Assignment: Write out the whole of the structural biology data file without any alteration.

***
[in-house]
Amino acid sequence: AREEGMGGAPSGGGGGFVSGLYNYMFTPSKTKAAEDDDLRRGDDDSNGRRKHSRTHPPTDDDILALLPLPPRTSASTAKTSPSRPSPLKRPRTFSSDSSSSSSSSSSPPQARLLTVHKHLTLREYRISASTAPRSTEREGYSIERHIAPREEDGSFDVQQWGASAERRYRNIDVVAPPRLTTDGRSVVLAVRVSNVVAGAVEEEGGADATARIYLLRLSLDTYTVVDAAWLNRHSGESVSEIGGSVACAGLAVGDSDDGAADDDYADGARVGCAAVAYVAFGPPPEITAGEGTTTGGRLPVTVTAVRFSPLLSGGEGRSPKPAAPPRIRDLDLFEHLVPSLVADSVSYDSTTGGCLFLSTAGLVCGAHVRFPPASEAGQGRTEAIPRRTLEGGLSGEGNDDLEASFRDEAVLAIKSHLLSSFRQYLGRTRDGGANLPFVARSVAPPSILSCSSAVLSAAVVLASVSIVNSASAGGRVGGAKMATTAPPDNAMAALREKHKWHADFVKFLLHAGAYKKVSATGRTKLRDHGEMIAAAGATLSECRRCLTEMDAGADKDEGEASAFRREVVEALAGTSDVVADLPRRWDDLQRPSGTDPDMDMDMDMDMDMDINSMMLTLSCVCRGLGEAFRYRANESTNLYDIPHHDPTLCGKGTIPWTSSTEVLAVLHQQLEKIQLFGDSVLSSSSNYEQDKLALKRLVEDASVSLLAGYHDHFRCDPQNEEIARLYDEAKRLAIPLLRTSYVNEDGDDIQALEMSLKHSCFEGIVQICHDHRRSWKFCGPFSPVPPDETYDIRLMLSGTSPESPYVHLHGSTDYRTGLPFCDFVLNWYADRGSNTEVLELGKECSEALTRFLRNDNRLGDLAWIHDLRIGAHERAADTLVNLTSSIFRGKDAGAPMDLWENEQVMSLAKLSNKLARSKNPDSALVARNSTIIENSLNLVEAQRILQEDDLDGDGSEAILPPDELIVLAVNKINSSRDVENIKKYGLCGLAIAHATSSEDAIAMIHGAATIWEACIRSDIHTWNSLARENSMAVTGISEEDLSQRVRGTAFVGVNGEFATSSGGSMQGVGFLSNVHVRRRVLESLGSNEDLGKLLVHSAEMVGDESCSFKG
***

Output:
[in-house]
Amino acid sequence: AREEGMGGAPSGGGGGFVSGLYNYMFTPSKTKAAEDDDLRRGDDDSNGRRKHSRTHPPTDDDILALLPLPPRTSASTAKTSPSRPSPLKRPRTFSSDSSSSSSSSSSPPQARLLTVHKHLTLREYRISASTAPRSTEREGYSIERHIAPREEDGSFDVQQWGASAERRYRNIDVVAPPRLTTDGRSVVLAVRVSNVVAGAVEEEGGADATARIYLLRLSLDTYTVVDAAWLNRHSGESVSEIGGSVACAGLAVGDSDDGAADDDYADGARVGCAAVAYVAFGPPPEITAGEGTTTGGRLPVTVTAVRFSPLLSGGEGRSPKPAAPPRIRDLDLFEHLVPSLVADSVSYDSTTGGCLFLSTAGLVCGAHVRFPPASEAGQGRTEAIPRRTLEGGLSGEGNDDLEASFRDEAVLAIKSHLLSSFRQYLGRTRDGGANLPFVARSVAPPSILSCSSAVLSAAVVLASVSIVNSASAGGRVGGAKMATTAPPDNAMAALREKHKWHADFVKFLLHAGAYKKVSATGRTKLRDHGEMIAAAGATLSECRRCLTEMDAGADKDEGEASAFRREVVEALAGTSDVVADLPRRWDDLQRPSGTDPDMDMDMDMDMDMDINSMMLTLSCVCRGLGEAFRYRANESTNLYDIPHHDPTLCGKGTIPWTSSTEVLAVLHQQLEKIQLFGDSVLSSSSNYEQDKLALKRLVEDASVSLLAGYHDHFRCDPQNEEIARLYDEAKRLAIPLLRTSYVNEDGDDIQALEMSLKHSCFEGIVQICHDHRRSWKFCGPFSPVPPDETYDIRLMLSGTSPESPYVHLHGSTDYRTGLPFCDFVLNWYADRGSNTEVLELGKECSEALTRFLRNDNRLGDLAWIHDLRIGAHERAADTLVNLTSSIFRGKDAGAPMDLWENEQVMSLAKLSNKLARSKNPDSALVARNSTIIENSLNLVEAQRILQEDDLDGDGSEAILPPDELIVLAVNKINSSRDVENIKKYGLCGLAIAHATSSEDAIAMIHGAATIWEACIRSDIHTWNSLARENSMAVTGISEEDLSQRVRGTAFVGVNGEFATSSGGSMQGVGFLSNVHVRRRVLESLGSNEDLGKLLVHSAEMVGDESCSFKG